Well, this is awfully exciting.
Livescape has been selected to build a 40 foot tall installation (3 storeys) in the atrium of the Evolv1 building in the David Johnston Research + Technology Park in Waterloo.
The size of the wall itself isn't what's most exciting. Rather, it's the significance of the building. Evolv1 is a precedent-setting LEED Platinum net-positive commercial building, being constructed at the same price-point per square foot as a non-LEED building made with traditional materials. It's a total game-changer in the world of construction, and Livescape couldn't be more proud to be involved.
From The Waterloo Region Record, Feb 16 2017:
An office building so green it actually produces energy ‘Groundbreaking’ project aims to change the way offices are built - by Catherine Thompson Waterloo Region Record
WATERLOO — Waterloo will soon be home to one of the most energy-efficient office buildings in the country, a building so green it produces more energy than it consumes.
The building, known as Evolv1, is a collaboration between Sustainable Waterloo Region, developer the Cora Group and anchor tenant EY Canada, formerly Ernst and Young. Construction is set to start in April, with tenants moving in later in 2018.
The group has an ambitious goal: to put up a building so innovative, it changes the way offices are built in Canada, and proves the business case for going green.
"We want to disrupt the industry with what we're going to build," said Adrian Conrad, chief operating officer at Cora.
"It's our belief we're going to be able to demonstrate to the industry that you can develop a net positive energy building without paying a significant premium."
A net positive energy building generates more than enough energy for heating and cooling, to power the lights, computers, phones and everything else in the building. The excess energy can be sold to the province's electricity grid, or used for things like powering the building's 14 electric vehicle charging stations, for example.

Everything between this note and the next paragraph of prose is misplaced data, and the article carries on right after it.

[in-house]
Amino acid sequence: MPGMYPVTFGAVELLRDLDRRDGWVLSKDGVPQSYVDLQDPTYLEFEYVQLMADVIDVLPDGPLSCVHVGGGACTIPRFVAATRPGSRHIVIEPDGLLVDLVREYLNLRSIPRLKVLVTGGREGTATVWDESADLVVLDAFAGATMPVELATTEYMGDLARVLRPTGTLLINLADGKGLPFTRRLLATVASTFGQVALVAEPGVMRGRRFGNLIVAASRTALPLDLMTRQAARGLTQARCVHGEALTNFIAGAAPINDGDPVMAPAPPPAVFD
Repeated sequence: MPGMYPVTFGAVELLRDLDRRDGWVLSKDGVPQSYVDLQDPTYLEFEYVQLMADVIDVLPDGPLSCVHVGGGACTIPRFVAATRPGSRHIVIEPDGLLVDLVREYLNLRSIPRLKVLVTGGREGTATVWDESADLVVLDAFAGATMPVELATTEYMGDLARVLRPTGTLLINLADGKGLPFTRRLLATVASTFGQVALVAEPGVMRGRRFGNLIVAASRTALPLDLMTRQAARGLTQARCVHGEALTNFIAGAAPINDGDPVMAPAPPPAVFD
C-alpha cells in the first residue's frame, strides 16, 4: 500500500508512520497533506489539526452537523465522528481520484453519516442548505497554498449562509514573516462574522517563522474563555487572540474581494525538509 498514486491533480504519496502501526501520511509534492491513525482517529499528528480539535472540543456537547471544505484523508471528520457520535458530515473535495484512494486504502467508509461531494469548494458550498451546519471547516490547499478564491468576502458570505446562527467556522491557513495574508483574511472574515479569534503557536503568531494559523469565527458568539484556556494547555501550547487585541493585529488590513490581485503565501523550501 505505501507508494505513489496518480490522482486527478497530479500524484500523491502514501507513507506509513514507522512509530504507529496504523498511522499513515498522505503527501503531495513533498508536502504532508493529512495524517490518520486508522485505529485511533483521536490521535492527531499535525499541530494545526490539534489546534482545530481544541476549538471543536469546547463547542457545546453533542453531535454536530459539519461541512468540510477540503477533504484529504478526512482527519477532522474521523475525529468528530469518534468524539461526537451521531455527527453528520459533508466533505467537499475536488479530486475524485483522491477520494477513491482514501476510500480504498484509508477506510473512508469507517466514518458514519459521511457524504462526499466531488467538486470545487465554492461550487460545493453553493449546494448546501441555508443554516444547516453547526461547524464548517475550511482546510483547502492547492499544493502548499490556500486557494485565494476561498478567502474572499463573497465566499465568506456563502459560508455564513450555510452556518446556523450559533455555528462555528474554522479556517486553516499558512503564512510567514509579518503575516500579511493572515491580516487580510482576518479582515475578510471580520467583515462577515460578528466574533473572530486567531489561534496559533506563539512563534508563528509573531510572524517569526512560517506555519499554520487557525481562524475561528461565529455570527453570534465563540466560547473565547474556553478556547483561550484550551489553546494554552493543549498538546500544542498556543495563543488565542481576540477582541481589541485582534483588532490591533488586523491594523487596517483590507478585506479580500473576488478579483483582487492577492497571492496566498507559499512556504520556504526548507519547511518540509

That's a plus for the environment, because the excess energy is replacing dirtier energy such as nuclear power or natural gas, said Tova Davidson, executive director of Sustainable Waterloo Region.
The building at 420 Wes Graham Way, in Waterloo's David Johnston Research & Technology Park, isn't intended as a feel-good showpiece, but rather a practical example that sustainable buildings are affordable, Conrad said.
"This is absolutely groundbreaking," Davidson said. "If we think about a clean economy, this is a game-changer.
"It means that for other building owners, and emerging companies who are looking for a place to call home, there is no reason to say that financially, it's not possible."
The three-storey building will cost about $35 million, and offer about 110,000 square feet, enough for 700 workers. It has several systems that allow it to be super-efficient:
It uses the latest materials and designs for energy efficiency: triple-glazed glass, very high levels of insulation and digitally controlled LED lighting that uses sensors to provide only as much light as is needed.
It taps into a free and renewable energy source, the warmth that is stored in the Earth. On cold days the building's geo-exchange system extracts heat from the ground through a system of pipes and uses it to heat the building; on hot days, it cools the building by sending excess heat into the ground.
An array of about 1.5 acres of solar panels on the roof and carport will generate clean electricity.
The building will also have direct access to the Ion light rail transit system. "That was really important," Davidson said. Many energy efficient buildings are built in suburbs or industrial parks where there is little access to public transit, so people have to drive to get to them. "Being next to good transit and active transportation means the total impact of the people who work in the building is much lower," she said.
The group is aiming for LEED Platinum certification, which recognizes the greenest, most sustainable buildings in the country. LEED stands for Leadership in Energy and Environmental Design.
While energy-neutral buildings are becoming more common, net positive ones are still unusual in Canada. Net positive office buildings that are privately owned with multiple tenants are even rarer, Conrad said.
The goal is also to build a better building that people enjoy being in, with access to natural light for every occupant, and a three-storey green wall designed to improve air quality, Conrad said.
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